Our equities writer details the situation at one of the UK’s insurance heavyweights as Deutsche Bank tips the shares to keep climbing.
The income potential drawing ii clients to Aviva (LSE:AV.) shares was backed by a City bank today when it said the insurer continued to offer “highly attractive value” despite a 32% rise this year.
Deutsche Bank said recent half-year results justified a further re-rating for the shares, which it believes have the scope to reach 500p compared with 415.6p at lunchtime today.
Its optimism is underpinned by the view that the sum of at least £4 billion being returned by the middle of 2022 is a “floor not a ceiling”.
It believes that £5 billion will actually be paid and that its calculations point to the potential for capital returns every year for the foreseeable future.
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The £4 billion-plus return signalled by Aviva in interim results this month is already under way after chief executive Amanda Blanc made an immediate start to a £750 million share buyback.
Further details are expected with annual results in March, but Deutsche analyst Oliver Steel assumes the remaining capital return will take place via a special dividend and the simultaneous reduction of shares in issue shortly after next year's AGM in May.
The return comes after eight businesses were sold for £7.5 billion as Blanc focuses on Aviva's strongest and most strategically advantaged businesses in the UK, Ireland and Canada.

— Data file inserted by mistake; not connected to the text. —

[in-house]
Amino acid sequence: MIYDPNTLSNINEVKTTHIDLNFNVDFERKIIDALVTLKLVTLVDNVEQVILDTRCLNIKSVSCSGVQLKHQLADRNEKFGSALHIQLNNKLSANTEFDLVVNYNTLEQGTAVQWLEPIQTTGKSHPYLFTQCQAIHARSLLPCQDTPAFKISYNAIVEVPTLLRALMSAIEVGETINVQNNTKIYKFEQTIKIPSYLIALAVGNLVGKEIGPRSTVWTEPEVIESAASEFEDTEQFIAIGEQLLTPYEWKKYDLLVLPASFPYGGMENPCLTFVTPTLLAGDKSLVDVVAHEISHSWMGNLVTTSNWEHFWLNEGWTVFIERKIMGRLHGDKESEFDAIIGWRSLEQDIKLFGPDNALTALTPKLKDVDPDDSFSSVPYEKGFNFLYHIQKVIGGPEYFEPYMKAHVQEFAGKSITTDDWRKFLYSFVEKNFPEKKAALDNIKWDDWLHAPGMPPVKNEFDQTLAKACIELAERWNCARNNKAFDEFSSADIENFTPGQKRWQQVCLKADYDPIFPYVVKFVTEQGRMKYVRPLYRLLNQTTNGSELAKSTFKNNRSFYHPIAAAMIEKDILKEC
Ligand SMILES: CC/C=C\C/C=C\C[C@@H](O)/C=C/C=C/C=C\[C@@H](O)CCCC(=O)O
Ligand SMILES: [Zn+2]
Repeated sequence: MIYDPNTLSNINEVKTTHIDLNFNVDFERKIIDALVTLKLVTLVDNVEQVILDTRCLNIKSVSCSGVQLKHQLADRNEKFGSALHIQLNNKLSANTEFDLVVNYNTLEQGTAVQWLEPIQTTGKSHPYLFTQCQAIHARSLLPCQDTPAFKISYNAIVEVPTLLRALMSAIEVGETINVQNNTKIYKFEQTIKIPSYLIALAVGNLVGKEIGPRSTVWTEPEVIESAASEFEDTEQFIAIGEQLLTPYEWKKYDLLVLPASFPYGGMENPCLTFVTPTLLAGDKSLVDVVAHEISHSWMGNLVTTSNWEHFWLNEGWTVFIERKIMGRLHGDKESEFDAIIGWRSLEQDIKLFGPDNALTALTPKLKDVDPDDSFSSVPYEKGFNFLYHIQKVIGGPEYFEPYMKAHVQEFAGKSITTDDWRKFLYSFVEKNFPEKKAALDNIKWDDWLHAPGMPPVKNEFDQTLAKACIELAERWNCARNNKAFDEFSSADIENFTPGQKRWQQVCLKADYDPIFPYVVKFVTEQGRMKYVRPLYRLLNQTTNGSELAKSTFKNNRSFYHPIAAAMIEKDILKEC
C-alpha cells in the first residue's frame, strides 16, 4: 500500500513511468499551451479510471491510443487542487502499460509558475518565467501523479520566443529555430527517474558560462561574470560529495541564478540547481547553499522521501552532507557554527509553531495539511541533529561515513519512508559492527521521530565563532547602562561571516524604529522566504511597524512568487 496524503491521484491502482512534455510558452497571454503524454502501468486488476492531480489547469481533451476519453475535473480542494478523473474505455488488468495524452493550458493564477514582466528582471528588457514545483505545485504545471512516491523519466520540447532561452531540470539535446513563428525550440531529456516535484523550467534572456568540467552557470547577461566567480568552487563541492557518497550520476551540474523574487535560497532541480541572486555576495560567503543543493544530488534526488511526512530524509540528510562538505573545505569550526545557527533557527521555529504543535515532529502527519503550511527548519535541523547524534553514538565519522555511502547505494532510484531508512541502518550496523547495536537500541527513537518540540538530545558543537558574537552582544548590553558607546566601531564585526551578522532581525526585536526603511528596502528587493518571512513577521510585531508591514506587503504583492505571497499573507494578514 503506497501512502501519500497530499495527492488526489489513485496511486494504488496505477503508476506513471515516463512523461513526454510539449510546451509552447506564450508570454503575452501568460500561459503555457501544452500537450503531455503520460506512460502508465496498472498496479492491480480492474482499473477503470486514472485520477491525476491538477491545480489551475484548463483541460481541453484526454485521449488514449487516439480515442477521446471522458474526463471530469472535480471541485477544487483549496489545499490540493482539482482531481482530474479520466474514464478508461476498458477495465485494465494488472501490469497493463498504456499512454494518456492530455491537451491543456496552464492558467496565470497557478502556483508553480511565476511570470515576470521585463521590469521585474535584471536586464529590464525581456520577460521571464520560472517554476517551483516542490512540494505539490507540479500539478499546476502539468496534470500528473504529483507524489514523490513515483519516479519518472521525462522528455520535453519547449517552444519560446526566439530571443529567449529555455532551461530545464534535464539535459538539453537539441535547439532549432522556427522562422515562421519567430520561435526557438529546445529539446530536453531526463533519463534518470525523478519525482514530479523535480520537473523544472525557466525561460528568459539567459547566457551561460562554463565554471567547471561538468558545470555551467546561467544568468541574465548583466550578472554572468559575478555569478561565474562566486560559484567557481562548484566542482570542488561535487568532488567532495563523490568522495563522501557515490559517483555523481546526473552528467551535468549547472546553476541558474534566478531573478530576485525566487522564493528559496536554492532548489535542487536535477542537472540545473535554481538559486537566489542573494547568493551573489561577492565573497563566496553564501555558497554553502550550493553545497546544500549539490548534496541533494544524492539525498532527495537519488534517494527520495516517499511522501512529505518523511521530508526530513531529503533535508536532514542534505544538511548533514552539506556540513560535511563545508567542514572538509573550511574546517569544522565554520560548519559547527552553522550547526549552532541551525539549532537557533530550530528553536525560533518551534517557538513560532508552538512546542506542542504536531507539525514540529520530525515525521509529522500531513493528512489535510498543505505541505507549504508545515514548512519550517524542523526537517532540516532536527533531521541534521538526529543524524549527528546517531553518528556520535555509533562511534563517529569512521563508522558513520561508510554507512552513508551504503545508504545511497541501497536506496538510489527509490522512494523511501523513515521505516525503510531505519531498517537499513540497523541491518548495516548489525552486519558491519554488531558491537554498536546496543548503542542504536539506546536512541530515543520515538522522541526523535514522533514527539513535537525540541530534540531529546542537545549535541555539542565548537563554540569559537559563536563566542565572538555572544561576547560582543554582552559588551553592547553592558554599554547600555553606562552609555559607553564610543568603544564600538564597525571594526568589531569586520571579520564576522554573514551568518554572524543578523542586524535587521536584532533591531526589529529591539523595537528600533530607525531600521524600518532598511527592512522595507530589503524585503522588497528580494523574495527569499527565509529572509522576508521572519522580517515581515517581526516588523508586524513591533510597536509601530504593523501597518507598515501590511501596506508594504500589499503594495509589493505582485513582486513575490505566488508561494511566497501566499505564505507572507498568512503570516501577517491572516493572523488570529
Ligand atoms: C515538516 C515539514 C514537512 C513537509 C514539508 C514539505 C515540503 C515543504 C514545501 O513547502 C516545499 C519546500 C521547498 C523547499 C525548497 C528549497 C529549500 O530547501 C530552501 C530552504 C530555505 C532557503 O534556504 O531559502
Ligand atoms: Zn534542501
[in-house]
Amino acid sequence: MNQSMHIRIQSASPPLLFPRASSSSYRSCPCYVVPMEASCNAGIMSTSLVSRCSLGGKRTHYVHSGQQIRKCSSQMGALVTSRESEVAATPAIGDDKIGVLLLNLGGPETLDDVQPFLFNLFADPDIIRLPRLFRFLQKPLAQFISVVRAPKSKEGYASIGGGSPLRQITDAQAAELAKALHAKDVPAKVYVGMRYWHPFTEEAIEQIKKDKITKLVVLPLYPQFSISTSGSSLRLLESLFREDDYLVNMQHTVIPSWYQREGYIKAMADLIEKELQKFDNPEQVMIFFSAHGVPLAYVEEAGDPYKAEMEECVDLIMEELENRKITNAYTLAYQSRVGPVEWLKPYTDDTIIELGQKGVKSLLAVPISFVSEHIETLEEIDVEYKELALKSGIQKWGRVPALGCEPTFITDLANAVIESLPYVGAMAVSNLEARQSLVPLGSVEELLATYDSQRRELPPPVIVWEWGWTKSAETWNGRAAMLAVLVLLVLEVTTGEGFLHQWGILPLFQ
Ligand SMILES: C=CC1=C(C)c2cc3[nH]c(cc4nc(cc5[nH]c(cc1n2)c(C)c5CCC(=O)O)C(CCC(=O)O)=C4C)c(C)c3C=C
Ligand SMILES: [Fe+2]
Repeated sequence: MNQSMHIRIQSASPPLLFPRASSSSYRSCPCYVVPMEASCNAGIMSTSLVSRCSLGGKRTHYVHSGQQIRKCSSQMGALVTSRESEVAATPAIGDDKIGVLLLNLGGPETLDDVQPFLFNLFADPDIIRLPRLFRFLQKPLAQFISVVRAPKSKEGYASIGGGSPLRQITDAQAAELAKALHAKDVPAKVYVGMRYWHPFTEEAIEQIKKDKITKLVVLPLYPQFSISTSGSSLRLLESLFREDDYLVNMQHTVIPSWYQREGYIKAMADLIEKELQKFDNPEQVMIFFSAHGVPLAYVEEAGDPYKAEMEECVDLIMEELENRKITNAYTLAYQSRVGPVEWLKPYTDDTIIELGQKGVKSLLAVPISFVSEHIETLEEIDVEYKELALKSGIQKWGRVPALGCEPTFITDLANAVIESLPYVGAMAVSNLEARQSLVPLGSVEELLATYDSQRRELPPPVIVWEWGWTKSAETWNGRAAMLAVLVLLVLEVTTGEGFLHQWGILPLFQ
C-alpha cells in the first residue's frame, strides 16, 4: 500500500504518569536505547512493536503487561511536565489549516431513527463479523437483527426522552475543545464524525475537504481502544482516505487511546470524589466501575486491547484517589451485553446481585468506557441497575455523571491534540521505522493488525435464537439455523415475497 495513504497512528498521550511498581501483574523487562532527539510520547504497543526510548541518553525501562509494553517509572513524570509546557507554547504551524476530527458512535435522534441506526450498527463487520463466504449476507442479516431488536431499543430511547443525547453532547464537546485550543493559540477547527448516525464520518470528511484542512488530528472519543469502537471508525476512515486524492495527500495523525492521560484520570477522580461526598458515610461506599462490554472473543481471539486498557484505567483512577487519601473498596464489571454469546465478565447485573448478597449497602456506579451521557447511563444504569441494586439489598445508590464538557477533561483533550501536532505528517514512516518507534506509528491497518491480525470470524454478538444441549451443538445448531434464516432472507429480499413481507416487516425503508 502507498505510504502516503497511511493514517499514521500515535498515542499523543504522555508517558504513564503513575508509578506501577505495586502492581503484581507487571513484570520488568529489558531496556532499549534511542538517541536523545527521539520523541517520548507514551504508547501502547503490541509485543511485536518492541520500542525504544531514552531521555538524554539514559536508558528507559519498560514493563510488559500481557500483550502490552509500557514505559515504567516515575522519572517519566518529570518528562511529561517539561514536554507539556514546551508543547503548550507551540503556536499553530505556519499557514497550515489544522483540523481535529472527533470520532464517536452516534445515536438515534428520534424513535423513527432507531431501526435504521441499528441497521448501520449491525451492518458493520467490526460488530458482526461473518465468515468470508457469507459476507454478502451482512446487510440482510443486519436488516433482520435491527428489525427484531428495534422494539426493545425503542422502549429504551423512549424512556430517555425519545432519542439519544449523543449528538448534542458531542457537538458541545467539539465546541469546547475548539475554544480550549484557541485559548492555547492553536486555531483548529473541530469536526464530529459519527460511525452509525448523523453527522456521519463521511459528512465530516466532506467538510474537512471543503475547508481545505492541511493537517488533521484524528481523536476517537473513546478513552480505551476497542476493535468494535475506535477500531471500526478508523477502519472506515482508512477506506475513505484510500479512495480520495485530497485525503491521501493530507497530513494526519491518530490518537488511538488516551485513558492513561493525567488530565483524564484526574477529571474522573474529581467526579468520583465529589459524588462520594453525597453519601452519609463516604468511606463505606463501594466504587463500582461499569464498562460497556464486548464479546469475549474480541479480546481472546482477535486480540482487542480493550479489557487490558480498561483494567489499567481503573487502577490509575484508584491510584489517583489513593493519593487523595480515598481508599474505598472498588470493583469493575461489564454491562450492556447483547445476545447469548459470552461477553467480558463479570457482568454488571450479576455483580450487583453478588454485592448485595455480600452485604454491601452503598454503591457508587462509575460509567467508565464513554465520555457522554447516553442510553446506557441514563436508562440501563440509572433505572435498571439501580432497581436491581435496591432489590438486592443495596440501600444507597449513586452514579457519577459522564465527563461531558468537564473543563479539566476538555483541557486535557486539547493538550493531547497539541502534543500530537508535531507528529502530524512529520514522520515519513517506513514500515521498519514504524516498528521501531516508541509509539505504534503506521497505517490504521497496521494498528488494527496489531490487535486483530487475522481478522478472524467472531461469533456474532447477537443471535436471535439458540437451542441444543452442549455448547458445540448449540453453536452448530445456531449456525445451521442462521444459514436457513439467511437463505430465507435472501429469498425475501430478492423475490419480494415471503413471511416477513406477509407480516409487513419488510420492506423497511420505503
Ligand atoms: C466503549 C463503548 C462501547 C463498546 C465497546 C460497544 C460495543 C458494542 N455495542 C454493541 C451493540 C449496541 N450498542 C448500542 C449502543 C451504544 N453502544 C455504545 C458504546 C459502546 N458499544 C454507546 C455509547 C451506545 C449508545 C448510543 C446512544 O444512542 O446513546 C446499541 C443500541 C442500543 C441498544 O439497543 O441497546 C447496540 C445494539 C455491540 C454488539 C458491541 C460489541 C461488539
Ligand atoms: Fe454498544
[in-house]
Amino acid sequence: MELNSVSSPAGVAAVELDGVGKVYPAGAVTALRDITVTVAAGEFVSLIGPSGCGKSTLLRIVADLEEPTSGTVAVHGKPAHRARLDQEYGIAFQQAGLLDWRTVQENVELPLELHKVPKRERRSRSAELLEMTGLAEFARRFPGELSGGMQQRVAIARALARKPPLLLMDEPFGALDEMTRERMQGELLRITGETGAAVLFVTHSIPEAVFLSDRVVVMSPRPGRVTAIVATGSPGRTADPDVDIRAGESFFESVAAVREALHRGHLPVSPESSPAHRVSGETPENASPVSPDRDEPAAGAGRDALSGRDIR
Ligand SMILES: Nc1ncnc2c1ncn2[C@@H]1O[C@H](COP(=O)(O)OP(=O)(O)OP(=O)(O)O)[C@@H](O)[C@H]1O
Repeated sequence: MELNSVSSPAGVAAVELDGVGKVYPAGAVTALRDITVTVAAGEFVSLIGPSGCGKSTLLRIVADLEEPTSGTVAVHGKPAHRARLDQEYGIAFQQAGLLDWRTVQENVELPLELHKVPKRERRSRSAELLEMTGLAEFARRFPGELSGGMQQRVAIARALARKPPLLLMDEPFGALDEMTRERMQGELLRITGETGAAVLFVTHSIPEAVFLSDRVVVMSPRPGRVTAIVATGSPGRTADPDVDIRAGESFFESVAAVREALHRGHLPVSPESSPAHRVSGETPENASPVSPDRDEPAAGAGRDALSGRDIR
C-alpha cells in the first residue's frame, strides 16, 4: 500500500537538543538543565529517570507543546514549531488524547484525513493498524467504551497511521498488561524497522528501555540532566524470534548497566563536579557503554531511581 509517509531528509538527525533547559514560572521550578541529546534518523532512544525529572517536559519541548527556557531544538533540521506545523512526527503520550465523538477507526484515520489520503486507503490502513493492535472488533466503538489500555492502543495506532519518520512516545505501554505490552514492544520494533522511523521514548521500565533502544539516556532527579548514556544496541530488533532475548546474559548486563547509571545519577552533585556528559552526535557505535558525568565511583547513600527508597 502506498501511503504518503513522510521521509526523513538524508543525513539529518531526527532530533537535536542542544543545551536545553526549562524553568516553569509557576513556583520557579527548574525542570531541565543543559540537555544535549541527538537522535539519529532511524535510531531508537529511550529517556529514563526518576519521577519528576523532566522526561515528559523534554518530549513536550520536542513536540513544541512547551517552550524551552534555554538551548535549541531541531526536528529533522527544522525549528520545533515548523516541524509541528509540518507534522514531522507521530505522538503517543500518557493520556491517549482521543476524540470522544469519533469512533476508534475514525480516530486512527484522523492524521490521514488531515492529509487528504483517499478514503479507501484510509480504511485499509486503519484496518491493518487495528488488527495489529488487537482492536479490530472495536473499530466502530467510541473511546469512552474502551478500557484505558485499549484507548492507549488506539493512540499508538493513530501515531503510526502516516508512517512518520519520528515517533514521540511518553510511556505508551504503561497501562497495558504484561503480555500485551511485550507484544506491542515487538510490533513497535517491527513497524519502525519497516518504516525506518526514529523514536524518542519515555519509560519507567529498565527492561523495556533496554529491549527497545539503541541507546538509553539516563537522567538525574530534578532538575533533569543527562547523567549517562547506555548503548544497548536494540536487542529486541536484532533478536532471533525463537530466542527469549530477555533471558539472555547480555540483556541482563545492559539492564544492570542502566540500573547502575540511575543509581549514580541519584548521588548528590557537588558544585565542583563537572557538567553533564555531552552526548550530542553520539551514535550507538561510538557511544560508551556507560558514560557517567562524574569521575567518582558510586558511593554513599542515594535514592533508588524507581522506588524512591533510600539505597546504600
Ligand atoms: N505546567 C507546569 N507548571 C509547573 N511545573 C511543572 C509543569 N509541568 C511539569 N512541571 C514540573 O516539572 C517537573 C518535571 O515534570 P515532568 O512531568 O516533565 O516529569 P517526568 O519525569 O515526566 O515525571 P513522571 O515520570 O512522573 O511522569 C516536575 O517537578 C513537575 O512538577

The disposals have helped to reduce debt by £1.9 billion in the first half of the year, meaning that debt leverage is now well below its sub-30% target at about 26%.
Confidence in the outlook and underlying cash flows also enabled Blanc to announce a 5% increase in Aviva's interim dividend to 7.35p a share, part of longer-term plans under a recently rebased dividend policy for growth in the low-to-mid single digits.
The latest £289 million payment is due to be made on 7 October.
Deutsche noted today that a forecast dividend yield of 7.3% implies management have an extra four percentage points of excess cash flow to deploy, based on their own cash remittance target for 2023.
Aviva was the fifth most-bought stock on the ii platform in the second quarter of the year and the second most-popular financial company behind perennial favourite Lloyds Banking Group (LSE:LLOY).
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Its shares were as low as 231p in March 2020, but even before the pandemic they had been on a downward trend compared with 550p seen in May 2018.
Blanc, who started her career as a graduate at one of Aviva's ancestor companies, Commercial Union, before holding senior roles at Axa and Zurich Insurance, set out her plans for a turnaround in results last August.
A year later, interim profits from continuing operations rose 17% to £725 million as the UK general insurance arm delivered its highest sales in a decade and net flows into its savings and retirement business rose by nearly a quarter to a record £5.2 billion.
Blanc told City analysts earlier this month: “From the moment we embarked on our refocusing strategy, I have been very clear it is our intention to deliver a substantial return of capital to shareholders, following the completion of the disposals. And I meant it.
“We are moving on this ahead of expectations based on our assessment of the strength of our liquidity and capital position and because we don't believe it's right for us to sit on excess cash and capital unnecessarily.”
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